Inle Lake and Shan State
“YOU SEE BIRD” is printed (in English) on a sign next to Inle Lake where there is a bird sanctuary. I laugh to myself but I don’t think anyone else on the boat notices. The five of us have rented a long tail boat for the day, after negotiating with a man who approached us on the streets of Nuangshwe, Myanmar. Hailing from France (2), Australia, Austria, and the USA, we represent three continents as we are driven past fisherman in the middle of the lake, accompanied by tourist snapping photos. Of course, I take a photo, too.
Our first stop is not one that we requested, but a silversmith shop where they sell jewelry and there is a sign inside that says “Free Wifi.” We linger for a moment and then get back in the boat for a long ride down to the south end of the Lake: Inthein Market. It takes more than an hour to get there, but everyone is in their own world so we are hardly able to be sure how long the trip actually is – maybe 2 hours. The market is not exceptional. There are knick-knacks, marionettes, scarves, fruits. We get pakoda, which is an assortment of fried snacks. The vegetable samosas are excellent, as are the bean paste pastries.
We venture farther south along canals and rivers that appear under the cover of wild grass. At a textile factory we see lotus flower being weaved into garments. The process is very time consuming and all done by hand. A single scarf takes a person a full day of work. It’s too expensive for any of us to buy anything. In a small village that looks deserted we are asked if we’d like to see pottery. We watch as she expertly shapes bowls and vases without the use of even a pedal, spinning the platform with her hand as she sits cross-legged. After a long ride we arrive at a quiet Pagoda with stairs leading up to the top. A few people linger about, along with some buffalos. It seems like we’re in the middle of nowhere. Later, we see cigars being rolled, and go to the biggest Pagoda in the area, where the Buddha in the center is so covered in gold paper that it is not really recognizable. We decide as a group to skip the monastery where they’ve supposedly trained cats to jump through hoops. We are hungry after eight hours on the river.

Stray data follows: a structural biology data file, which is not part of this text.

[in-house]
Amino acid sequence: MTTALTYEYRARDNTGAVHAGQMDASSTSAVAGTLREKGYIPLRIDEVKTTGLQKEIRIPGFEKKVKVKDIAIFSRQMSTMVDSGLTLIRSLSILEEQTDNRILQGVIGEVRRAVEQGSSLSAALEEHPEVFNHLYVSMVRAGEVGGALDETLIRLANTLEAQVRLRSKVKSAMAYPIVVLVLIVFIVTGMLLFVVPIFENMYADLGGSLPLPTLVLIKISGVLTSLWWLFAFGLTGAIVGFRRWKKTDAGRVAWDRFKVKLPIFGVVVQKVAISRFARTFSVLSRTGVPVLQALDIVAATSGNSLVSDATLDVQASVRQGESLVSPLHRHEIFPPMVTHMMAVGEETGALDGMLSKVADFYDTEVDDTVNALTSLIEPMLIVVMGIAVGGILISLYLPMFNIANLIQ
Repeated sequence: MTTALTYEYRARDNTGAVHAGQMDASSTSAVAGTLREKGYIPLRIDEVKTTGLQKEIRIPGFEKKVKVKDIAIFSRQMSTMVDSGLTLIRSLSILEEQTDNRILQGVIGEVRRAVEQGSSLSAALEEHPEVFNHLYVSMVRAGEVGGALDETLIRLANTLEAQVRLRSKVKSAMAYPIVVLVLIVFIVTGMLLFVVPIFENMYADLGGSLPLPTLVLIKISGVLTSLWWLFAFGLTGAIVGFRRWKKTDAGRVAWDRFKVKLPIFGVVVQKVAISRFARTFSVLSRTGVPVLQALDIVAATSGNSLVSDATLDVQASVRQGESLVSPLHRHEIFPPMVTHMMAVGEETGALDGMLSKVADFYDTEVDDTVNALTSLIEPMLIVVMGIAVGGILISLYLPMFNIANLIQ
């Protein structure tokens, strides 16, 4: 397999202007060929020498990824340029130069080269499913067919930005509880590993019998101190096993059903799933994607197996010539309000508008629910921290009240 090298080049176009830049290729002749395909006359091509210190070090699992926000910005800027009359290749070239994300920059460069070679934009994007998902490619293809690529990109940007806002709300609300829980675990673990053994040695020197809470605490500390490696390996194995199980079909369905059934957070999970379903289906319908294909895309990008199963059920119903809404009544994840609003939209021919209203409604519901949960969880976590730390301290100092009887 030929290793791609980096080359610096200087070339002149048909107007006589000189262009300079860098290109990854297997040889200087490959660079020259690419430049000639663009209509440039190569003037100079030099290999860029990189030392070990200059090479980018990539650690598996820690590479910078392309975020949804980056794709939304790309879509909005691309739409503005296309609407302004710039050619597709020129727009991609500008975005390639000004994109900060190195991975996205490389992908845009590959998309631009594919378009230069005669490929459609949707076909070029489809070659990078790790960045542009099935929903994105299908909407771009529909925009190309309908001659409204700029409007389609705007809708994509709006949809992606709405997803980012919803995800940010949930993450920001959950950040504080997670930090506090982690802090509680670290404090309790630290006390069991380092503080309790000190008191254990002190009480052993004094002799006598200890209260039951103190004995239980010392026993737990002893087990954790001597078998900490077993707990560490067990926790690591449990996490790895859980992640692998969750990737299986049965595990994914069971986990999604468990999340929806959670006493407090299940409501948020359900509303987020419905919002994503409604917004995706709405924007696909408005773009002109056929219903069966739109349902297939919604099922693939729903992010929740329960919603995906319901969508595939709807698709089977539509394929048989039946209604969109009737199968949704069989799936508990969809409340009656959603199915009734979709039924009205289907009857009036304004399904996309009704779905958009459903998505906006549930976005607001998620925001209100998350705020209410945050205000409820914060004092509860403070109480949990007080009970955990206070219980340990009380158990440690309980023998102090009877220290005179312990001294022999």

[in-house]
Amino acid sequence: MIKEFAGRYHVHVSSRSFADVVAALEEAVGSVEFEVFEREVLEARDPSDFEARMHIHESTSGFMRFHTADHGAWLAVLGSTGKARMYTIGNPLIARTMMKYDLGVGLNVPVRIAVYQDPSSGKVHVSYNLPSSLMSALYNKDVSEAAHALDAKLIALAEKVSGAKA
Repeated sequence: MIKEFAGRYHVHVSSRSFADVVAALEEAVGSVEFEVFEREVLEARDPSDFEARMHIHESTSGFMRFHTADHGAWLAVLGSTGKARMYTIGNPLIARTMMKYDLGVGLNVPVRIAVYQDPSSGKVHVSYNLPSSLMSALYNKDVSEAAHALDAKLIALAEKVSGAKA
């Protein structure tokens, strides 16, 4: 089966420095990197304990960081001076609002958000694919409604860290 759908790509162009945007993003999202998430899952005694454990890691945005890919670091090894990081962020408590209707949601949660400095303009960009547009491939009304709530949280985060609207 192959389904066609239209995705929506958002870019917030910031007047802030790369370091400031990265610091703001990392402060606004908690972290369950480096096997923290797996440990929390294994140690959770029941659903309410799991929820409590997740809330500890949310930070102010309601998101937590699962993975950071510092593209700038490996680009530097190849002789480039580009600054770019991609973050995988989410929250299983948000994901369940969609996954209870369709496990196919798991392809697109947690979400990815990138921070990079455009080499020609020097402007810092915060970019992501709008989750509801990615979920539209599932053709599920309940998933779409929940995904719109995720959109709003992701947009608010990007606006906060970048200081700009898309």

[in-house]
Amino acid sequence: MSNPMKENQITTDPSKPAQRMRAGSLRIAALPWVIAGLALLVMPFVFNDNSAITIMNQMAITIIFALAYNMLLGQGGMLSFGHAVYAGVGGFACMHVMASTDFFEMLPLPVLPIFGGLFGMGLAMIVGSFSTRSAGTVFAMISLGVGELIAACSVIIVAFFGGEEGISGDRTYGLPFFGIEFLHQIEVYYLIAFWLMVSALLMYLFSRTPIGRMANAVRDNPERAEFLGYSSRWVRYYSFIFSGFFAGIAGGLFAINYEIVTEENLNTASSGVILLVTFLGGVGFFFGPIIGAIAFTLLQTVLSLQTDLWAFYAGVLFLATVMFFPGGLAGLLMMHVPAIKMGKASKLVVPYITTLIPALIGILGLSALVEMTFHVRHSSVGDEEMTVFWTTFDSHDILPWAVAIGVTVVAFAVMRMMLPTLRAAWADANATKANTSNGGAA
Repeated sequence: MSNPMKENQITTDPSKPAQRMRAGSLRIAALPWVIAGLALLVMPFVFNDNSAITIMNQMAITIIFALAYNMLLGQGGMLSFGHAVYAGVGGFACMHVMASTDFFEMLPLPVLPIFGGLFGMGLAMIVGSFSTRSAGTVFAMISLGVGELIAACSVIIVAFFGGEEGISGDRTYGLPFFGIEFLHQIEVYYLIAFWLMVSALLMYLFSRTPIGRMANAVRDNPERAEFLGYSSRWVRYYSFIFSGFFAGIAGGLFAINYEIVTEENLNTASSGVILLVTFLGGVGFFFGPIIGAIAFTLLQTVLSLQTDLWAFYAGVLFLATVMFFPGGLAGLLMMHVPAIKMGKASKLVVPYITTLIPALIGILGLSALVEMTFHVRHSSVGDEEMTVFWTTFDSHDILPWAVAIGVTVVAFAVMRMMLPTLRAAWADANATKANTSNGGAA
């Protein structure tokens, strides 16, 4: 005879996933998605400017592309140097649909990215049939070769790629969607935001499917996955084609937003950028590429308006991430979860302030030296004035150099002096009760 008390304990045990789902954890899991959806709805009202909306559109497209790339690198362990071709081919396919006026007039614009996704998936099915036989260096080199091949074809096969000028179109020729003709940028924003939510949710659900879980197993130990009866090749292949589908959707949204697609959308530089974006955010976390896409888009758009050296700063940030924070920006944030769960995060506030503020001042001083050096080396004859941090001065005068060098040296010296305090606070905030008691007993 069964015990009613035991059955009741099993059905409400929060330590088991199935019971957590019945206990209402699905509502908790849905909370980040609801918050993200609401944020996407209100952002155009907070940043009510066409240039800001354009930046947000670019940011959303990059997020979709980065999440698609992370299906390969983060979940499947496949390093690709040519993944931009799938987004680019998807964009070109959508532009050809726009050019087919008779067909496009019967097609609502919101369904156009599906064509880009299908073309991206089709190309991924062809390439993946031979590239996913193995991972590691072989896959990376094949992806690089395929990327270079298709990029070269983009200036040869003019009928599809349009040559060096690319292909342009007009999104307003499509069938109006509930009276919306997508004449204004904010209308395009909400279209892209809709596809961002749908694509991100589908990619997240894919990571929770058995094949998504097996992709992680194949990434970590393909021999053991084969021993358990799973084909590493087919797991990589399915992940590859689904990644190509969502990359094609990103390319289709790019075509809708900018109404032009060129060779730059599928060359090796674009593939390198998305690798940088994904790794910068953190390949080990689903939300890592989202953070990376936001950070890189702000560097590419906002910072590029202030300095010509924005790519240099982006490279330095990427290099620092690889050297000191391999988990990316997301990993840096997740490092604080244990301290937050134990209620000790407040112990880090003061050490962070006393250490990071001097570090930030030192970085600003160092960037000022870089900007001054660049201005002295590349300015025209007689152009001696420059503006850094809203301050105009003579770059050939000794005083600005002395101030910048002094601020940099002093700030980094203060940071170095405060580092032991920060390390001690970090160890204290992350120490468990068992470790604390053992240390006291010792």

The next day I feel like doing something active, having sat on a boat all day prior. I rent a proper mountain bike from Active and Authentic Travels and Tours, which is in good condition and includes a patch kit and phone number in case something happens. I ride to the hot spring, which is about what I expected: a small hole in the ground. Nearby is a temple on a hill with an uninspiring view. When I return to my bike at the bottom I find three guys standing around. They ask my if I want to take my bike across the river (I don’t), and then they ask me about my tattoos – how long they took, how much they cost, etc.
I ride back into town and then ride around the other side of the lake. I ride past the winery , which is French owned. My Austrian acquaintance told me the wine is terrible, so I skip a tasting. I crave a good glass of wine, but doubt I will find it here. I continue along, past rolling fields, farms, a big monastery. It’s nice. It’s not beautiful, but it’s nice.
In order to go to Kengtung in the Shan State I have to take a domestic flight. The road isn’t accessible to foreigners or requires a permit (which would probably take 15 days that I don’t have) because of continuous skirmishes between the Myanmar Army and the local Shan Army. This conflict has been going on since independence from Britain and the assassination of Aung San. The bottom line is that the government doesn’t want you to see a region that they have no control over.
The flight is easy, security almost non-existent, and short. My passport is checked when I arrive in Kengtung, my visa number recorded on yet another piece of paper to be added to the pile of bureaucratic waste.
Kengtung is quiet. I go to the market to exchange money, walk by the normal fare: severed fish heads, oranges, jewelry, things imported from China. I walk around the lake, where there are nicer houses, tea shops, and a few restaurants. I stop and have a beer. Afterwards, I wander around in the direction of some pagodas and Chinese temples. I end up walking down a long alley that I hope will go through. I reach a certain point where things look unsure. A woman sitting down tells me all I need to know when I look to walk down that way. With her elbow down, she jiggles her hand and smiles (the same motion we might use when saying, “Ehhhh….Sort of…”). That’s the way you say “No” in Myanmar. I do the same, she nods, and I point back to where I came. She says, “Ah.” I walk back the way I came and find my way back to my hotel.